Vermont Sen. Bernie Sanders may have lost a few battles, but he’s not giving up the war against Monsanto.
Less than a week after the U.S. Senate defeated Sanders’ proposed amendment to the food bill, which would have given states the right to require that manufacturers of GMO foods label their products accordingly, the Vermont Senator said he remains unbowed.
“I have not the slightest doubt that the momentum is with us,” Sanders said in an interview Tuesday with CNN’s Jake Tapper. “There are about 27 states in this country that are moving forward on the labeling of GMO food.”
With politicians in New York, Connecticut and Vermont pursuing bills to mandate GMO labeling, Sanders said it made sense to pass a federal law so that individual states wouldn’t be hit with lawsuits from GMO food giants like Monsanto and DuPont.
“If the state of Vermont wants to go forward, I don’t want to see us sued in a multimillion-dollar suit by a very powerful, wealthy corporation who says, well, you don’t have the right to do it, it is a federal prerogative,” Sanders told CNN. “So all that my legislation said is that if Vermont wants to go forward, if Connecticut wants to go forward, California wants to go forward, dozens of other states want to go forward, Monsanto and these other large corporations cannot sue them on the grounds that they don’t have the right label.”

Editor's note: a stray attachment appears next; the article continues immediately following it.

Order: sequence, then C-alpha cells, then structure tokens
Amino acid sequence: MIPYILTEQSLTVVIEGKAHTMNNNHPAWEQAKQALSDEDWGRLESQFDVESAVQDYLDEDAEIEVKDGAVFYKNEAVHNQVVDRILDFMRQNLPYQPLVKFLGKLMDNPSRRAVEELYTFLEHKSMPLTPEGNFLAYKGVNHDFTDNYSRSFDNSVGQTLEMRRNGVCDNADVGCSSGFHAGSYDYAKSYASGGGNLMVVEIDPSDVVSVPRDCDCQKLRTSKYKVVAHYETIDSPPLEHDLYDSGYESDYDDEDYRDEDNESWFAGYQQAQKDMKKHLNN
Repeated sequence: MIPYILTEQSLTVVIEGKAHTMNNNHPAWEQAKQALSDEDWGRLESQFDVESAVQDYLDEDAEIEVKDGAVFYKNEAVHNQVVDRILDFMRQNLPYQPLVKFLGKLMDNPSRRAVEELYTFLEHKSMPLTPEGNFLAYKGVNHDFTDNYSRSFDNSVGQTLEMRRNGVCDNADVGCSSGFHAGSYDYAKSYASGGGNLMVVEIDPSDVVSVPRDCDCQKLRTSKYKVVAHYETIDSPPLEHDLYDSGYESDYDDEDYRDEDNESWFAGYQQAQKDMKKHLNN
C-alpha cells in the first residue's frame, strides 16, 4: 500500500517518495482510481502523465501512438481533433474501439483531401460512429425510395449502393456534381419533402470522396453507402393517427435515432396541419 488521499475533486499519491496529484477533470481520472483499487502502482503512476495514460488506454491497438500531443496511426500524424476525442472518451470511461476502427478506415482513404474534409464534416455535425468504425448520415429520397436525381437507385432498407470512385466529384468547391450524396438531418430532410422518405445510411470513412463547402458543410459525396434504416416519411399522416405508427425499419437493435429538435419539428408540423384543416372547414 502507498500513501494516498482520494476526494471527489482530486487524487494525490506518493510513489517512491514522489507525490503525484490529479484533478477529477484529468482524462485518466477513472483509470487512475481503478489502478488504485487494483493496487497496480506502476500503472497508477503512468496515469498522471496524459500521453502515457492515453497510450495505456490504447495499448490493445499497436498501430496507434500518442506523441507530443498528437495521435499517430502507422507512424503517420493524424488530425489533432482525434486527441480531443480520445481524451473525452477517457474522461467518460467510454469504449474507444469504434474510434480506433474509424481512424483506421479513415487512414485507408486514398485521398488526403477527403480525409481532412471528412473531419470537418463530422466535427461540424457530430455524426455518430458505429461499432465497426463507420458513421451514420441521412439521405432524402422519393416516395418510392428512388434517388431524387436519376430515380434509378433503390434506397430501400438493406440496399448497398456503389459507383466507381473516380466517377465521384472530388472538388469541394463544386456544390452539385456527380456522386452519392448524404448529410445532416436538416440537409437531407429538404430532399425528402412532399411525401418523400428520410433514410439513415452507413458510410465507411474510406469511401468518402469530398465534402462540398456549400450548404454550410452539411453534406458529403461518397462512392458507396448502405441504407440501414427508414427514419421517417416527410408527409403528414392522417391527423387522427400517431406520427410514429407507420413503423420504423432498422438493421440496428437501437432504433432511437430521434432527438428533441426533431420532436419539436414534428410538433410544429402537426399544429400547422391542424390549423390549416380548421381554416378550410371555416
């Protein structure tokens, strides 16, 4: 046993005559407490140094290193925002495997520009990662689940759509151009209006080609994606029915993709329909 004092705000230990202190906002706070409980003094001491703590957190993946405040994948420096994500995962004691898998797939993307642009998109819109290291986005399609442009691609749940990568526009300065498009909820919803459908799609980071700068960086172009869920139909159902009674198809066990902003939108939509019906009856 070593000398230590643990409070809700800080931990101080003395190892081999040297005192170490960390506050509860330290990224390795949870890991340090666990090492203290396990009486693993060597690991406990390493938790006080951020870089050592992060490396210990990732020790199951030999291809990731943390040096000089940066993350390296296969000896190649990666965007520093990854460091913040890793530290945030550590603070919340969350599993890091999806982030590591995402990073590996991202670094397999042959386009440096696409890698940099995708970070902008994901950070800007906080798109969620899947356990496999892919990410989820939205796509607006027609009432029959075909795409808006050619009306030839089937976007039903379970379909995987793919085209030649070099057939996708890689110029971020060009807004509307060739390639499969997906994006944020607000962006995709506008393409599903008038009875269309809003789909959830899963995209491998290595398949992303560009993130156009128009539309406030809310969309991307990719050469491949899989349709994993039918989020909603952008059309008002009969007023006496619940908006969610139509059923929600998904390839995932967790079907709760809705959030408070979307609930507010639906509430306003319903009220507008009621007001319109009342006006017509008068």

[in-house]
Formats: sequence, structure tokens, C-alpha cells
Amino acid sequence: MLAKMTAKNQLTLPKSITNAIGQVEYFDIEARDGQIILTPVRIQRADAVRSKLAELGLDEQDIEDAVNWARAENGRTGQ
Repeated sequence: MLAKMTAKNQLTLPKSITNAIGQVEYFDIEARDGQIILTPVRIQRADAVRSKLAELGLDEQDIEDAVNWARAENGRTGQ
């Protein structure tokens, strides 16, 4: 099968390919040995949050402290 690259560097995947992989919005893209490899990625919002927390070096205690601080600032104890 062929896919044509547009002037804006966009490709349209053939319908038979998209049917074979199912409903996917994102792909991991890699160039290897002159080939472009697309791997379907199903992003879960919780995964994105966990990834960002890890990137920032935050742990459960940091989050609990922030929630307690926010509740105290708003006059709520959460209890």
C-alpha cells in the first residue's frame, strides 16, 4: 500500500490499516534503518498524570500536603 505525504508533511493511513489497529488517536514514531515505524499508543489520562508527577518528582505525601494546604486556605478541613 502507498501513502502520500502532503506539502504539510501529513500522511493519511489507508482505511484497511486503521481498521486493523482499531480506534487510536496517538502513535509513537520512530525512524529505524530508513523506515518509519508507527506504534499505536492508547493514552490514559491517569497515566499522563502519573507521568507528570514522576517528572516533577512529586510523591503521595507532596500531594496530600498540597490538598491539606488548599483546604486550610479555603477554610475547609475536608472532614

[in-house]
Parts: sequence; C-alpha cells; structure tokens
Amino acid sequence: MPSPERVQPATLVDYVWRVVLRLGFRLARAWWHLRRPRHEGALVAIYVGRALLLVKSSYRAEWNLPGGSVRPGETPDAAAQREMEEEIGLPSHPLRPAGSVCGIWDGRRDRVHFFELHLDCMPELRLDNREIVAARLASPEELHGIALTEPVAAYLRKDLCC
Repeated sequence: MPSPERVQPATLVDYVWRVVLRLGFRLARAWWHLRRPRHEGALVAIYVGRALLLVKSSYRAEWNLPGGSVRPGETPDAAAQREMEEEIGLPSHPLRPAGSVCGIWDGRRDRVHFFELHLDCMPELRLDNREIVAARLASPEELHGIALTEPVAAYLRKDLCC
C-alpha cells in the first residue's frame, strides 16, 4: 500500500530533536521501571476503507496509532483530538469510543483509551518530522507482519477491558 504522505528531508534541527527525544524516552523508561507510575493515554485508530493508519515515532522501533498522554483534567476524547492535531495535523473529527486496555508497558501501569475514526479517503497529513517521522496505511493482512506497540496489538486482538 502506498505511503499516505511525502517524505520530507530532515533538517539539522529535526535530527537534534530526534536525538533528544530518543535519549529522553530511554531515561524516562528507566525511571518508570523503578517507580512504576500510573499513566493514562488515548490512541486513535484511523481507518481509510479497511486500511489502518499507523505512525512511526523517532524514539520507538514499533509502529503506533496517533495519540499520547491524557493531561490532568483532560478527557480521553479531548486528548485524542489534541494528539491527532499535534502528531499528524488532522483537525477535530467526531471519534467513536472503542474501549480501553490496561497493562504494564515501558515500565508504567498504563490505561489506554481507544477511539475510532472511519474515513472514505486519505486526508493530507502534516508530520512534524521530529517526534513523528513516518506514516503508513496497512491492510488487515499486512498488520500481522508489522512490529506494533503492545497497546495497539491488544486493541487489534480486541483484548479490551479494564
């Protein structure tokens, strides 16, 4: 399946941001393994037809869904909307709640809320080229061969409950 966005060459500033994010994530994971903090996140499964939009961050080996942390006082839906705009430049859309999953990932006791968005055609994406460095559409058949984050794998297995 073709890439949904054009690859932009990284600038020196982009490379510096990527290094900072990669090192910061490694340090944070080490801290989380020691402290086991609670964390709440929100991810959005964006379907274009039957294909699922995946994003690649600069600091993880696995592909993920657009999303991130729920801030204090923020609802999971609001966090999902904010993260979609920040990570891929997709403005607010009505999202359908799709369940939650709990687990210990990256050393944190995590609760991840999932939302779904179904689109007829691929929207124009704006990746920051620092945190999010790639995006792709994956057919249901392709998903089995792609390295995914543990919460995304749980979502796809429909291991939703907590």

Monsanto argues that requiring labels would harm sales as it would give consumers the idea that genetically modified foods have negative health effects.“We oppose current initiatives to mandate labeling of ingredients developed from GM seeds in the absence of any demonstrated risks,” Monsanto says on its website. “Such mandatory labeling could imply that food products containing these ingredients are somehow inferior to their conventional or organic counterparts.”
On Saturday, the St. Louis-based company found itself the target of demonstrations in 52 countries and 436 cities around the world. Many demonstrators in the United States took issue with the so-called “Monsanto Protection Act,” a rider slipped into a Congressional spending bill by Sen. Roy Blunt (R-Mo.) that circumvents judicial authority concerning the planting and development of genetically modified seeds deemed to be unhealthy for human consumption.
“Essentially, what that Monsanto Protection Act rider said is that even if a court were to determine that a particular product might be harmful to human beings or harmful to the environment, the Department of Agriculture could not stop the production of that product once it is in the ground.” Sanders told CNN. “So you have deregulated the GMO industry from court oversight, which is really not what America is about.”
While Sanders noted that the rider would expire in September, but vowed to make sure it would not find its way back into U.S. law.
“I have a very strong feeling that many of us are going to work hard to make sure it does not reappear,” Sanders said.
Cool. Go Bernie Sanders! Corporations should not have more protections than private citizens!